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The Though Kitchen - Dedicated to Stirring the Pot

Step It Up Saturday!

Posted by admin | April 12th, 2007 | Filed under Environmental Change, Positive Change, Sustainability


Last week I had the pleasure of joining several hundred Portlanders to hear author and activist Bill McKibben speak at our colossal local bookstore, Powell’s Books. He began by talking a bit about his latest book, Deep Economy: The Wealth of Communities and The Durable Future, which challenges the premises of our current growth-based economy, provides examples of vibrant local economies around the world, and suggests that many of our current social, environmental, and monetary ills could be alleviated if local regions generated more of their own food, produced more of their own energy, and provided more of their own culture and entertainment.

As McKibben neared the end of his obligatory summary of Deep Economy, his eyes brightened and his voice grew excited for what has been his latest endeavor: organizing a nation-wide collective of events calling on Congress to “Step It Up,â€? and cut carbon 80% by 2050. As I write this, 1,349 “Step It Upâ€? events are planned in all 50 states, and McKibben has been garnering national news attention as the event date, April 14th, grows near.

Although significant downtown rallies are being planned around the nation, most events are spread throughout urban and suburban neighborhoods, so participants won’t have to travel far to find one (what’s the point in fighting climate change if you have to burn a lot of fuel to do it?).

Here in Portland there are ten grass-roots events planned across the city. Between a Polar Bear Plunge in the polluted Willamette River, a Climate Change Awareness Bike Ride, a conference on Melting Mountains, and more, Portlanders have the opportunity to celebrate this “National Day of Climate Actionâ€? however and wherever they see fit.

To find out more about “Step It Up!â€? and learn what events are happening in your community, check out www.stepitup2007.org. Hope to see you here, there, and everywhere.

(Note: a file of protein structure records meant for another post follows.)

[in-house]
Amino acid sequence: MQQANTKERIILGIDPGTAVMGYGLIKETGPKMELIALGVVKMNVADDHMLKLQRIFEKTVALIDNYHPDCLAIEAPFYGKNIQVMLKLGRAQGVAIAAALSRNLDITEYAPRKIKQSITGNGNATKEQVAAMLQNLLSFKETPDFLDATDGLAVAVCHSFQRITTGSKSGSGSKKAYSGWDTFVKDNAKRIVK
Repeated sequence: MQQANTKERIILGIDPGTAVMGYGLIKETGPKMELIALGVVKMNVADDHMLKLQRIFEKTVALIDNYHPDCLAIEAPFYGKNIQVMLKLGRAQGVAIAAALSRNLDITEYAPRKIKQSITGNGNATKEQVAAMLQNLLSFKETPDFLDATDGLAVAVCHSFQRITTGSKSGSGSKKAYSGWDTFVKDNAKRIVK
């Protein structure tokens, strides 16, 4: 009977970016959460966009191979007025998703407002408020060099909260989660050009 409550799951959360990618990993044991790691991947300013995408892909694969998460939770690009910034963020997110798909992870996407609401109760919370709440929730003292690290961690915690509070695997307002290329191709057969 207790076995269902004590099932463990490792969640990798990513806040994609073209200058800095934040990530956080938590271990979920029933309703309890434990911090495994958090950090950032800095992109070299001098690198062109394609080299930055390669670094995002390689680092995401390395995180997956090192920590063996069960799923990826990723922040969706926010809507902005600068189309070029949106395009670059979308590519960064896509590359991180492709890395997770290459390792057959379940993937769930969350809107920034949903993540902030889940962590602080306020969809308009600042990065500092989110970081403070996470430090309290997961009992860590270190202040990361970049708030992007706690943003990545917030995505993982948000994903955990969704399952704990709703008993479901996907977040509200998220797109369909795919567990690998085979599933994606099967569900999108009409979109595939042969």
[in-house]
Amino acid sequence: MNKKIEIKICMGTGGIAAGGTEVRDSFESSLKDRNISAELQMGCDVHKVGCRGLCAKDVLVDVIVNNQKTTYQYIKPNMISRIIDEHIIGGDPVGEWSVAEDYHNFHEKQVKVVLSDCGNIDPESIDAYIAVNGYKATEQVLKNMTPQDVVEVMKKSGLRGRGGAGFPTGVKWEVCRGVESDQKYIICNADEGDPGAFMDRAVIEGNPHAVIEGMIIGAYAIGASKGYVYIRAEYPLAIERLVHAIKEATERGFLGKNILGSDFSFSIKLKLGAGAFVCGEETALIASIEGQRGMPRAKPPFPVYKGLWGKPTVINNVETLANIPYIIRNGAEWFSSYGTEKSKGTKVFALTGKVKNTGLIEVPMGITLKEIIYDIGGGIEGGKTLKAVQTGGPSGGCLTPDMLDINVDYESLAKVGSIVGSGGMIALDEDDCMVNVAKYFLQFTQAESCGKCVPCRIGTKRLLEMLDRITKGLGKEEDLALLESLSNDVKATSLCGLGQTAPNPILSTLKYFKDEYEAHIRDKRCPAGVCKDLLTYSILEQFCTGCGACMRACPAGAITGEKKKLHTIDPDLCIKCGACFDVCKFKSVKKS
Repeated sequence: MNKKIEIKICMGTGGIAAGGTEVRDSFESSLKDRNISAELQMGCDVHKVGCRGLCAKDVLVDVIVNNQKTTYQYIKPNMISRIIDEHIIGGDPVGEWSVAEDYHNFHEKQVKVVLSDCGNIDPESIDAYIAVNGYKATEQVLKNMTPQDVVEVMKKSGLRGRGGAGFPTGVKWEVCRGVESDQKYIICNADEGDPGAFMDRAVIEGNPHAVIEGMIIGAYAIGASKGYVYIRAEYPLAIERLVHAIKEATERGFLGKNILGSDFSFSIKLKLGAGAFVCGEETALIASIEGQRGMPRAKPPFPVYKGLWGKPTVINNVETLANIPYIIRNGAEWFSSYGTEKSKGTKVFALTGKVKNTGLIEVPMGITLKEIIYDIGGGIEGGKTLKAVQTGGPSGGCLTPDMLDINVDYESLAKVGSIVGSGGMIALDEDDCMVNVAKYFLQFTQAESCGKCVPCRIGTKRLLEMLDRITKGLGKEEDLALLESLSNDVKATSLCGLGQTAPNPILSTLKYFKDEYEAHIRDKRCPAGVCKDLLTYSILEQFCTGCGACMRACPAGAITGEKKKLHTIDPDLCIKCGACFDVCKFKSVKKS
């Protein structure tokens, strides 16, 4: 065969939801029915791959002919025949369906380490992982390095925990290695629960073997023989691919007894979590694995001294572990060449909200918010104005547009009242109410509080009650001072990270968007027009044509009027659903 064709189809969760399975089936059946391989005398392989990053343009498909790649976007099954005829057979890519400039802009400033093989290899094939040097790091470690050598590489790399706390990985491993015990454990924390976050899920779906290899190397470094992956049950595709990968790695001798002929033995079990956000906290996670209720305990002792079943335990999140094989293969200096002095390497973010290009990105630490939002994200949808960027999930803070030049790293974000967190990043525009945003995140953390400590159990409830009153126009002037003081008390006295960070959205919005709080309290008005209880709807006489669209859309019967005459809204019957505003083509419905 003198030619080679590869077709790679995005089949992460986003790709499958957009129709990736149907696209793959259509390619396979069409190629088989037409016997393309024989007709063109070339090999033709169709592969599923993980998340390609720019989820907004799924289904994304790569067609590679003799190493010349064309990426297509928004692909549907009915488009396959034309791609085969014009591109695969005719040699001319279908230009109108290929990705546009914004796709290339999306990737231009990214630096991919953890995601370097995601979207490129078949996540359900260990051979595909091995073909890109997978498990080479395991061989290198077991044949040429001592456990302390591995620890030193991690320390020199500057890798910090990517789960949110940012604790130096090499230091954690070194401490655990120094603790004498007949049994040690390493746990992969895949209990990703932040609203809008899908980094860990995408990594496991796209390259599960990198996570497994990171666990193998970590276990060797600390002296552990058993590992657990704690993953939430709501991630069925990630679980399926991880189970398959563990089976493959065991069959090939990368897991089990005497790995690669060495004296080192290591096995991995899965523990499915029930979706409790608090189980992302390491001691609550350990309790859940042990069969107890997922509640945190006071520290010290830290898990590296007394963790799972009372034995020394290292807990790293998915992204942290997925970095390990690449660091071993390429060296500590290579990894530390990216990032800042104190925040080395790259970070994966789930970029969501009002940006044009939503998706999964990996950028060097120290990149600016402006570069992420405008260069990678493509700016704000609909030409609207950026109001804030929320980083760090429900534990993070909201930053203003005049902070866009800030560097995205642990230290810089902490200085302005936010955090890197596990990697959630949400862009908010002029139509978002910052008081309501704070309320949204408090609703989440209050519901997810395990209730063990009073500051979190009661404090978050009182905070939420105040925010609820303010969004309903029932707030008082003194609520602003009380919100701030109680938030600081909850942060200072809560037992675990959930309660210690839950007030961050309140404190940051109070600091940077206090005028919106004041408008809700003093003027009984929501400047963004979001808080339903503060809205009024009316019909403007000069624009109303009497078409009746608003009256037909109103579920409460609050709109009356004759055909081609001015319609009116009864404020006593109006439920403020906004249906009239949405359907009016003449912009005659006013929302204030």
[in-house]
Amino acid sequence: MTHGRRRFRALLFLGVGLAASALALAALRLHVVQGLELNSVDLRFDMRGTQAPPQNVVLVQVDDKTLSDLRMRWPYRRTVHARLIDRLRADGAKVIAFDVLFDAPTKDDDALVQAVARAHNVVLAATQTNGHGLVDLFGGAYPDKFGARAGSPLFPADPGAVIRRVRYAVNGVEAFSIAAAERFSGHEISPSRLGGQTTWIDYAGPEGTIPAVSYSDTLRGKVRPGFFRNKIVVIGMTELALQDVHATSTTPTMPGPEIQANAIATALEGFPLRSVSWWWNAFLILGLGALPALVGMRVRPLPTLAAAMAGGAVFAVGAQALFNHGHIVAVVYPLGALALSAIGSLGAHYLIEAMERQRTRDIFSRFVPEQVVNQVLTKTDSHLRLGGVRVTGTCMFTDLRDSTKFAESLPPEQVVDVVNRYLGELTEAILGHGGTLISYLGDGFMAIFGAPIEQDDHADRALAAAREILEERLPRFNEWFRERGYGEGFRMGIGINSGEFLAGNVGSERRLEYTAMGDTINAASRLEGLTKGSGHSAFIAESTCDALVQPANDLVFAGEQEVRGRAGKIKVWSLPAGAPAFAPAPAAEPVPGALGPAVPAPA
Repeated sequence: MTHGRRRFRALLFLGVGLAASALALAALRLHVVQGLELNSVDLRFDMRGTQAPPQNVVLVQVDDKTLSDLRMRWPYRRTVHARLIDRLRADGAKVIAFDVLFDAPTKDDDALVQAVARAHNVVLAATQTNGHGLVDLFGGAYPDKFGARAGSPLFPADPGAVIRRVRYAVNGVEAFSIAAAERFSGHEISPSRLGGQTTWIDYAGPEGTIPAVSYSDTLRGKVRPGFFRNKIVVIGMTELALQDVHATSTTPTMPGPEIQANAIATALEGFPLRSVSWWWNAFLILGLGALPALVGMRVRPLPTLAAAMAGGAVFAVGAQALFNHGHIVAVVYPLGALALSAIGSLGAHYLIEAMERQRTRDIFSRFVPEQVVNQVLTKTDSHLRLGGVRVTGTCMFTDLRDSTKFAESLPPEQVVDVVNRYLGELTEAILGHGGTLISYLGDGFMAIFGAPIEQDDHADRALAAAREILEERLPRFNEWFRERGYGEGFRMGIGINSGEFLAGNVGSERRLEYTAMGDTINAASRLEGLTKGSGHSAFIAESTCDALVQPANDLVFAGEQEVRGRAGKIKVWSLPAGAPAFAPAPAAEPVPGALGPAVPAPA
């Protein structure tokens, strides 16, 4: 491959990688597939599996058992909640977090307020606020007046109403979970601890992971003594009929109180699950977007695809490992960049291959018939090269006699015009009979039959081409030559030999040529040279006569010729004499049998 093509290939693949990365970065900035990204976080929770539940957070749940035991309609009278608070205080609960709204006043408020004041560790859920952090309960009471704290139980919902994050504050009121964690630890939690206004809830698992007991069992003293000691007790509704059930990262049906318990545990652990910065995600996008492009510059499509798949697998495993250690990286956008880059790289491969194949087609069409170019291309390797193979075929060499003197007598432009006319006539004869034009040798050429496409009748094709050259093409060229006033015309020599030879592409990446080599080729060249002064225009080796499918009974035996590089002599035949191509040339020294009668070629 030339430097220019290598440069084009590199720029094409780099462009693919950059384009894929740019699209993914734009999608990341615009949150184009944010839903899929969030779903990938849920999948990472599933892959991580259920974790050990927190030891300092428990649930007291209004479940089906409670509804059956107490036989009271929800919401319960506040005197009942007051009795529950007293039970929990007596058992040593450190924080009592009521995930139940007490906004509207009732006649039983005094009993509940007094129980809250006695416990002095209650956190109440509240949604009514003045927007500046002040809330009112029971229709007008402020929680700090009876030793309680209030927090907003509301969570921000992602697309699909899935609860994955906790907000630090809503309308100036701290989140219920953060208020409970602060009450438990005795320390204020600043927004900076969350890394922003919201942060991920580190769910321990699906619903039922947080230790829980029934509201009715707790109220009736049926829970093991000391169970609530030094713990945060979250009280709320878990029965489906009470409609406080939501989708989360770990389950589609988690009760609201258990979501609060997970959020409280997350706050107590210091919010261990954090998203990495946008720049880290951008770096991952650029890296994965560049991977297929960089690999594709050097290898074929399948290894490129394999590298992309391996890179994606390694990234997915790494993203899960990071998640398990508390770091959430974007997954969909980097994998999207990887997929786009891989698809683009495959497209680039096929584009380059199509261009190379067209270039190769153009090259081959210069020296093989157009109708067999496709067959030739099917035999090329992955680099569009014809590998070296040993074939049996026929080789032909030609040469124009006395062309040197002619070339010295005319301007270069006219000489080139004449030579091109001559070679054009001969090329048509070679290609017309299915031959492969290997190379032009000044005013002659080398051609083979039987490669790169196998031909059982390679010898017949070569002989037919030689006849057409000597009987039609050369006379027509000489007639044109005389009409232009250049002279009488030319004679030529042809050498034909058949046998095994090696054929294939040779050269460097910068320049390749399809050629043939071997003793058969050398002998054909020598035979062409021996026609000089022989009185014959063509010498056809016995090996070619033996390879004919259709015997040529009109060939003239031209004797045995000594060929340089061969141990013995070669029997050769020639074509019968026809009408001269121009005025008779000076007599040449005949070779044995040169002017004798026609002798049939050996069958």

2 Responses to “Step It Up Saturday!”

  • April 13, 2007 at 7:48 am | peejay says

    I’m glad you’re concerned about the environment – it’s great to see a company paying more than just lip service about this.

    However, slightly off-topic (and since I haven’t read your blog much until now, maybe you’ve dealt with this topic already), but why do you have a retail presence in Bridgeport Village? To me, a suburban mall – one that focuses on luxury goods for the Lexus set – is not necessarily the best location for your business, and certainly not the best for this earth. Every retail dollar that store makes comes at a cost of miles travelled, hydrocarbons burned, trees cut and asphalt spread, at a much higher level than a location within the dense urban fabric of our city.

    When the dinosaur crack in our history is over, the suburban build-out of the 20th century will become increasingly untenable, and eventually abandoned in favor of more supportable city cores. Bridgeport Village will be a ghost town, complete with tumbleweed. Hope you didn’t sign a long lease!

  • April 14, 2007 at 10:36 am | Ian says

    Great question and one that received considerable attention within our emerging venture. There were many things we needed to consider. For instance, we knew we needed to open our first four stores within a specific timeframe and that one of them needed to be in our home town of Portland. We originally intended to locate all four stores on the west coast but then the realities of real estate availability became apparent. We quickly realized that if we were going to find four viable locations, we had to expand our search. That’s what ultimately led us to Boulder and Chicago, in addition to Portland and Seattle. As for Portland, we were looking within the downtown area but it was Bridgeport that became available in the timeframe we required. Ultimately we don’t see it as our only store in Portland. In fact, we continue to actively look for space closer into the downtown core of the city. In some ways that’s the point. Bridgeport serves a certain part of the market but not the entire market. I don’t have all of the specific traffic data for Bridgeport but my guess is that many of the people who go there travel shorter distances then if they had to to travel to a store of ours that was loacted downtown. So, its a bit of a trade off, but I don’t see it as one versus another. Different physical locations within an urban setting serve different parts of the market. Of course, there’s alwys the option of purchasing on line.

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